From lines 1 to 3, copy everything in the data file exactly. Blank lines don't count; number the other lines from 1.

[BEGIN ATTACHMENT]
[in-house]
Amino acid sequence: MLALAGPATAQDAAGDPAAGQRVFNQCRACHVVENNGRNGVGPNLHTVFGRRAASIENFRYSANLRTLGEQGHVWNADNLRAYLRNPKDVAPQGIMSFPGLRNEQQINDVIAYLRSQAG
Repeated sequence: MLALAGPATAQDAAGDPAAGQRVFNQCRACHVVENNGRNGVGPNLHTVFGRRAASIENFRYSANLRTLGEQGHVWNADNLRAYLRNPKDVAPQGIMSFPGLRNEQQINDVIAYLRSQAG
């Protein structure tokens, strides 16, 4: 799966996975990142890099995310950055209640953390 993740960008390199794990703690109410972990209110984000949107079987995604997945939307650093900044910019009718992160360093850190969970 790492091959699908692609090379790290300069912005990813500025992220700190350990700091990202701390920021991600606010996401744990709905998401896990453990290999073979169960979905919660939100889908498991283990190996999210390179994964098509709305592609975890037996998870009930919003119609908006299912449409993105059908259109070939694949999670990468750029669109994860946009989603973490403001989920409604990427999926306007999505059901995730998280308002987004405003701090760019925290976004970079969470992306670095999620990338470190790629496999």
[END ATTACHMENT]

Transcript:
[in-house]
Amino acid sequence: MLALAGPATAQDAAGDPAAGQRVFNQCRACHVVENNGRNGVGPNLHTVFGRRAASIENFRYSANLRTLGEQGHVWNADNLRAYLRNPKDVAPQGIMSFPGLRNEQQINDVIAYLRSQAG
Repeated sequence: MLALAGPATAQDAAGDPAAGQRVFNQCRACHVVENNGRNGVGPNLHTVFGRRAASIENFRYSANLRTLGEQGHVWNADNLRAYLRNPKDVAPQGIMSFPGLRNEQQINDVIAYLRSQAG